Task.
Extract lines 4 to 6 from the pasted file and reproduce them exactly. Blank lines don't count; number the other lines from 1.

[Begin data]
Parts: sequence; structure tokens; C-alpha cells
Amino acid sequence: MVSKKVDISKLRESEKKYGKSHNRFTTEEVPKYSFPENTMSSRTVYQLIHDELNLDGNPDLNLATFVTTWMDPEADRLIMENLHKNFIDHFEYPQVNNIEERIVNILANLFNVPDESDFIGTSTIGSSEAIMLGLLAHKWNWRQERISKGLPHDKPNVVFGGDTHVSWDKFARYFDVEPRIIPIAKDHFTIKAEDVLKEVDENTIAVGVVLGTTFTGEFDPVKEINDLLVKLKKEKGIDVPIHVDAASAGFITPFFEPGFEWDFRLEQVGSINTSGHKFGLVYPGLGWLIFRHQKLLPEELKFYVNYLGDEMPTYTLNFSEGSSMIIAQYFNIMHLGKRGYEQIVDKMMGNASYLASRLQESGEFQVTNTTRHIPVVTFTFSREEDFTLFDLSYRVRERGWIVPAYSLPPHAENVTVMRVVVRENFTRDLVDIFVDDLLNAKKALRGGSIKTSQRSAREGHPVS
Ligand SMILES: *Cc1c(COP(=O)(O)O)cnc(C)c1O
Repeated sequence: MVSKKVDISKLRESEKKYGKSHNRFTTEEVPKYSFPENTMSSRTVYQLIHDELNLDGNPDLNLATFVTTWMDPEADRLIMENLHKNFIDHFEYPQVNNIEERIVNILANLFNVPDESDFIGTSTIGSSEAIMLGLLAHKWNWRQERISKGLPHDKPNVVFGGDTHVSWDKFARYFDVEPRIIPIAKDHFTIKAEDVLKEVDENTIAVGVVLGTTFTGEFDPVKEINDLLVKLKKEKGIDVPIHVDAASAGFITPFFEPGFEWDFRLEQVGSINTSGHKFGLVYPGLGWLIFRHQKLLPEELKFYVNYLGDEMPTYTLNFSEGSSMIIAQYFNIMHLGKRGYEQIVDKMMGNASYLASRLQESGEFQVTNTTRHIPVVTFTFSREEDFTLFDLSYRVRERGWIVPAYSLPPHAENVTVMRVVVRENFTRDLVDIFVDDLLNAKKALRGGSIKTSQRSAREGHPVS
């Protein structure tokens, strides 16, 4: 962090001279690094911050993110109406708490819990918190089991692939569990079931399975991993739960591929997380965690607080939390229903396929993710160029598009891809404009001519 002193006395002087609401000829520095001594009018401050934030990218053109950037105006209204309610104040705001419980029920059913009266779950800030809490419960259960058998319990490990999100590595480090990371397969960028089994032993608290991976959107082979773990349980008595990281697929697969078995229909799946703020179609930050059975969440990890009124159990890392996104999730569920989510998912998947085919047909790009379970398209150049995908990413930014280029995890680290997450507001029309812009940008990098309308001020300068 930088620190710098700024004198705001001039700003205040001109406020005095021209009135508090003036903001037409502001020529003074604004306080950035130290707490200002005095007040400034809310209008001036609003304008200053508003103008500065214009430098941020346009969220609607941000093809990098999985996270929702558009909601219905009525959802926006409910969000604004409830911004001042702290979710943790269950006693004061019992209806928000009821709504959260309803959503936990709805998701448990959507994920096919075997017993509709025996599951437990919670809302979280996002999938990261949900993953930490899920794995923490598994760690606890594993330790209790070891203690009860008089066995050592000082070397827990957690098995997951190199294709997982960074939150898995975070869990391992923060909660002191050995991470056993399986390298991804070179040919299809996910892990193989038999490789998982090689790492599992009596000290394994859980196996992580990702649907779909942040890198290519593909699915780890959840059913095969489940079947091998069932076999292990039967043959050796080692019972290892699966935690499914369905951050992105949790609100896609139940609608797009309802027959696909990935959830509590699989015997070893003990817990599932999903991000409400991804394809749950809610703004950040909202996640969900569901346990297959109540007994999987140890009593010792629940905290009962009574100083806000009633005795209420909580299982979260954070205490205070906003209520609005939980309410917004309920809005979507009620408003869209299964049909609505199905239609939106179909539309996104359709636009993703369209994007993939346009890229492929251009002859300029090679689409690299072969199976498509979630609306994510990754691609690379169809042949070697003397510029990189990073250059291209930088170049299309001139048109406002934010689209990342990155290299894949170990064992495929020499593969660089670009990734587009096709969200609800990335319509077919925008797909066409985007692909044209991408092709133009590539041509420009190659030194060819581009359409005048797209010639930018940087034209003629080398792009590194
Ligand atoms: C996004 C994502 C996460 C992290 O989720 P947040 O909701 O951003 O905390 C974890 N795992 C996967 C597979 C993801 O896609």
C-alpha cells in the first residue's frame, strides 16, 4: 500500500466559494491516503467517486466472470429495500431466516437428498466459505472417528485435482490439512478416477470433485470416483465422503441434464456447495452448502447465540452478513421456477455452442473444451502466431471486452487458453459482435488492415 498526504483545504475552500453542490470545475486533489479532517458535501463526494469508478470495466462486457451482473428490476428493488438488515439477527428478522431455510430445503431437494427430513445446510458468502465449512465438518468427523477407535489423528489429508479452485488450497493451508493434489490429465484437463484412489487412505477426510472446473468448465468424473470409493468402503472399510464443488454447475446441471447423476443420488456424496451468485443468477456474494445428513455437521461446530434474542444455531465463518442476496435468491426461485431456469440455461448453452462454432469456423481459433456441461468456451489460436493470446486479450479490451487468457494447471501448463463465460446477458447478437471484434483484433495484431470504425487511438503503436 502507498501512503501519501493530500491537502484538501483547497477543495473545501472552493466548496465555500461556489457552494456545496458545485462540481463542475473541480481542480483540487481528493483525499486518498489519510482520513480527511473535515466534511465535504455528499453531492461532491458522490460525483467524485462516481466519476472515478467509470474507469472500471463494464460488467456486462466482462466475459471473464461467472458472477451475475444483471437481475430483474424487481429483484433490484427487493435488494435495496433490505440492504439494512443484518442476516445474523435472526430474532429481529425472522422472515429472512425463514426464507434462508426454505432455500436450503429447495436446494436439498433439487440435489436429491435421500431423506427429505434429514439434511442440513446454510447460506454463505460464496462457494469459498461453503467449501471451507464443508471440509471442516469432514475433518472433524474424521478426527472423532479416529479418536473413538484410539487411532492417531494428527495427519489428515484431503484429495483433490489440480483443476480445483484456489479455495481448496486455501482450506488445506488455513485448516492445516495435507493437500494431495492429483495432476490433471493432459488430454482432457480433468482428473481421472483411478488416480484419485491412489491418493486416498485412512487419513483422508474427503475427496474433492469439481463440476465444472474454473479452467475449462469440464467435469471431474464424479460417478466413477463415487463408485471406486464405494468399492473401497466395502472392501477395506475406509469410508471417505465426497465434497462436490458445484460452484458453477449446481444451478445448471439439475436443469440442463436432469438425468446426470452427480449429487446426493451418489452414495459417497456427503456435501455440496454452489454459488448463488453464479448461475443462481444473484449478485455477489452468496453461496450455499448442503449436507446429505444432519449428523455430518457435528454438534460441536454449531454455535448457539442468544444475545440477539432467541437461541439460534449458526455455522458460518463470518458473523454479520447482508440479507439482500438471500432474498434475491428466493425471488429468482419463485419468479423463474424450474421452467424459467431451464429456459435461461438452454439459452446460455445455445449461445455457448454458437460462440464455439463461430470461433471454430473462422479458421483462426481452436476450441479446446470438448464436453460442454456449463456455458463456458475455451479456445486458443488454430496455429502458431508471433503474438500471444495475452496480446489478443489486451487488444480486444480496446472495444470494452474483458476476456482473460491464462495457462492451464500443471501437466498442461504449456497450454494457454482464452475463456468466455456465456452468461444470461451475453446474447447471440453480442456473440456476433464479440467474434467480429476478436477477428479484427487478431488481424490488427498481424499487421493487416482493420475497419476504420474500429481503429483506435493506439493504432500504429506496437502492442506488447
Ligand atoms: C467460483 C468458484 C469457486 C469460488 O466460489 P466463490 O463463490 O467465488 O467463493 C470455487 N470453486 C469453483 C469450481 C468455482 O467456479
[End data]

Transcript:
Repeated sequence: MVSKKVDISKLRESEKKYGKSHNRFTTEEVPKYSFPENTMSSRTVYQLIHDELNLDGNPDLNLATFVTTWMDPEADRLIMENLHKNFIDHFEYPQVNNIEERIVNILANLFNVPDESDFIGTSTIGSSEAIMLGLLAHKWNWRQERISKGLPHDKPNVVFGGDTHVSWDKFARYFDVEPRIIPIAKDHFTIKAEDVLKEVDENTIAVGVVLGTTFTGEFDPVKEINDLLVKLKKEKGIDVPIHVDAASAGFITPFFEPGFEWDFRLEQVGSINTSGHKFGLVYPGLGWLIFRHQKLLPEELKFYVNYLGDEMPTYTLNFSEGSSMIIAQYFNIMHLGKRGYEQIVDKMMGNASYLASRLQESGEFQVTNTTRHIPVVTFTFSREEDFTLFDLSYRVRERGWIVPAYSLPPHAENVTVMRVVVRENFTRDLVDIFVDDLLNAKKALRGGSIKTSQRSAREGHPVS
């Protein structure tokens, strides 16, 4: 962090001279690094911050993110109406708490819990918190089991692939569990079931399975991993739960591929997380965690607080939390229903396929993710160029598009891809404009001519 002193006395002087609401000829520095001594009018401050934030990218053109950037105006209204309610104040705001419980029920059913009266779950800030809490419960259960058998319990490990999100590595480090990371397969960028089994032993608290991976959107082979773990349980008595990281697929697969078995229909799946703020179609930050059975969440990890009124159990890392996104999730569920989510998912998947085919047909790009379970398209150049995908990413930014280029995890680290997450507001029309812009940008990098309308001020300068 930088620190710098700024004198705001001039700003205040001109406020005095021209009135508090003036903001037409502001020529003074604004306080950035130290707490200002005095007040400034809310209008001036609003304008200053508003103008500065214009430098941020346009969220609607941000093809990098999985996270929702558009909601219905009525959802926006409910969000604004409830911004001042702290979710943790269950006693004061019992209806928000009821709504959260309803959503936990709805998701448990959507994920096919075997017993509709025996599951437990919670809302979280996002999938990261949900993953930490899920794995923490598994760690606890594993330790209790070891203690009860008089066995050592000082070397827990957690098995997951190199294709997982960074939150898995975070869990391992923060909660002191050995991470056993399986390298991804070179040919299809996910892990193989038999490789998982090689790492599992009596000290394994859980196996992580990702649907779909942040890198290519593909699915780890959840059913095969489940079947091998069932076999292990039967043959050796080692019972290892699966935690499914369905951050992105949790609100896609139940609608797009309802027959696909990935959830509590699989015997070893003990817990599932999903991000409400991804394809749950809610703004950040909202996640969900569901346990297959109540007994999987140890009593010792629940905290009962009574100083806000009633005795209420909580299982979260954070205490205070906003209520609005939980309410917004309920809005979507009620408003869209299964049909609505199905239609939106179909539309996104359709636009993703369209994007993939346009890229492929251009002859300029090679689409690299072969199976498509979630609306994510990754691609690379169809042949070697003397510029990189990073250059291209930088170049299309001139048109406002934010689209990342990155290299894949170990064992495929020499593969660089670009990734587009096709969200609800990335319509077919925008797909066409985007692909044209991408092709133009590539041509420009190659030194060819581009359409005048797209010639930018940087034209003629080398792009590194
Ligand atoms: C996004 C994502 C996460 C992290 O989720 P947040 O909701 O951003 O905390 C974890 N795992 C996967 C597979 C993801 O896609």